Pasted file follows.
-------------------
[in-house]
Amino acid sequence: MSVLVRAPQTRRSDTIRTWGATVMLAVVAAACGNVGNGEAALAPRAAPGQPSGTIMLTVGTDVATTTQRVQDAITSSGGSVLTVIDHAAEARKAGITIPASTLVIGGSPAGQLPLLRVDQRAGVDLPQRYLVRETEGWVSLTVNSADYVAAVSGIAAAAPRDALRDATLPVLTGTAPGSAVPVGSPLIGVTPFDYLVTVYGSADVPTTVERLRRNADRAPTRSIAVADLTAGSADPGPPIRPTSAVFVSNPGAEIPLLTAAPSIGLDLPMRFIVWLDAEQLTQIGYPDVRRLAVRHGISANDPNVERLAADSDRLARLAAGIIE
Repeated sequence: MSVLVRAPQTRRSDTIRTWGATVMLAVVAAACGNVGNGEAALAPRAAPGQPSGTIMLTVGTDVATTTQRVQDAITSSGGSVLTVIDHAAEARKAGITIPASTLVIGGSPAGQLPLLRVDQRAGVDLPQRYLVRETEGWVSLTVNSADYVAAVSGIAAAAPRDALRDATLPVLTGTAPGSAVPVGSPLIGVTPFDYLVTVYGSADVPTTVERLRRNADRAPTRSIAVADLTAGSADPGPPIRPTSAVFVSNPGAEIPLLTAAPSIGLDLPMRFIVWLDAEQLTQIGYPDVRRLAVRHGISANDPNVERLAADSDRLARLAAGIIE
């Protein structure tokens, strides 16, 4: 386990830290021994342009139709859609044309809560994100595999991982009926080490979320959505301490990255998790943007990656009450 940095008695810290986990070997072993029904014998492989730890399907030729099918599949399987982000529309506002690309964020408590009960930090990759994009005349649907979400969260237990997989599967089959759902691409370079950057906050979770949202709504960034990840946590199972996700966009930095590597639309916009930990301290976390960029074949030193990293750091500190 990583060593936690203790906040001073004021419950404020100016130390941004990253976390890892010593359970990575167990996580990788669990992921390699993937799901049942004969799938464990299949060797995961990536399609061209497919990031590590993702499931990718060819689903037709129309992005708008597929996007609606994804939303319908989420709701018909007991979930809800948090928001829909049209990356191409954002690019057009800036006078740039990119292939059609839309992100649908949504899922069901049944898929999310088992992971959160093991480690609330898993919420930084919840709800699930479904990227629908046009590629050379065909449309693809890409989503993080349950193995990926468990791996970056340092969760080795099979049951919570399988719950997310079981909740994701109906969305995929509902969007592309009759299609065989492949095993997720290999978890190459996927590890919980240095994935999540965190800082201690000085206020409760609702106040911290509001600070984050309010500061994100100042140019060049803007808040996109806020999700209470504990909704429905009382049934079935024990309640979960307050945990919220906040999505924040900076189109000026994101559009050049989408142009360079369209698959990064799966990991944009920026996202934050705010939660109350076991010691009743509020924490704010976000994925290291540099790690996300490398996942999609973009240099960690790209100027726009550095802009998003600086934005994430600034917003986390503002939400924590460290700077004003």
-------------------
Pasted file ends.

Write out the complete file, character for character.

[in-house]
Amino acid sequence: MSVLVRAPQTRRSDTIRTWGATVMLAVVAAACGNVGNGEAALAPRAAPGQPSGTIMLTVGTDVATTTQRVQDAITSSGGSVLTVIDHAAEARKAGITIPASTLVIGGSPAGQLPLLRVDQRAGVDLPQRYLVRETEGWVSLTVNSADYVAAVSGIAAAAPRDALRDATLPVLTGTAPGSAVPVGSPLIGVTPFDYLVTVYGSADVPTTVERLRRNADRAPTRSIAVADLTAGSADPGPPIRPTSAVFVSNPGAEIPLLTAAPSIGLDLPMRFIVWLDAEQLTQIGYPDVRRLAVRHGISANDPNVERLAADSDRLARLAAGIIE
Repeated sequence: MSVLVRAPQTRRSDTIRTWGATVMLAVVAAACGNVGNGEAALAPRAAPGQPSGTIMLTVGTDVATTTQRVQDAITSSGGSVLTVIDHAAEARKAGITIPASTLVIGGSPAGQLPLLRVDQRAGVDLPQRYLVRETEGWVSLTVNSADYVAAVSGIAAAAPRDALRDATLPVLTGTAPGSAVPVGSPLIGVTPFDYLVTVYGSADVPTTVERLRRNADRAPTRSIAVADLTAGSADPGPPIRPTSAVFVSNPGAEIPLLTAAPSIGLDLPMRFIVWLDAEQLTQIGYPDVRRLAVRHGISANDPNVERLAADSDRLARLAAGIIE
């Protein structure tokens, strides 16, 4: 386990830290021994342009139709859609044309809560994100595999991982009926080490979320959505301490990255998790943007990656009450 940095008695810290986990070997072993029904014998492989730890399907030729099918599949399987982000529309506002690309964020408590009960930090990759994009005349649907979400969260237990997989599967089959759902691409370079950057906050979770949202709504960034990840946590199972996700966009930095590597639309916009930990301290976390960029074949030193990293750091500190 990583060593936690203790906040001073004021419950404020100016130390941004990253976390890892010593359970990575167990996580990788669990992921390699993937799901049942004969799938464990299949060797995961990536399609061209497919990031590590993702499931990718060819689903037709129309992005708008597929996007609606994804939303319908989420709701018909007991979930809800948090928001829909049209990356191409954002690019057009800036006078740039990119292939059609839309992100649908949504899922069901049944898929999310088992992971959160093991480690609330898993919420930084919840709800699930479904990227629908046009590629050379065909449309693809890409989503993080349950193995990926468990791996970056340092969760080795099979049951919570399988719950997310079981909740994701109906969305995929509902969007592309009759299609065989492949095993997720290999978890190459996927590890919980240095994935999540965190800082201690000085206020409760609702106040911290509001600070984050309010500061994100100042140019060049803007808040996109806020999700209470504990909704429905009382049934079935024990309640979960307050945990919220906040999505924040900076189109000026994101559009050049989408142009360079369209698959990064799966990991944009920026996202934050705010939660109350076991010691009743509020924490704010976000994925290291540099790690996300490398996942999609973009240099960690790209100027726009550095802009998003600086934005994430600034917003986390503002939400924590460290700077004003």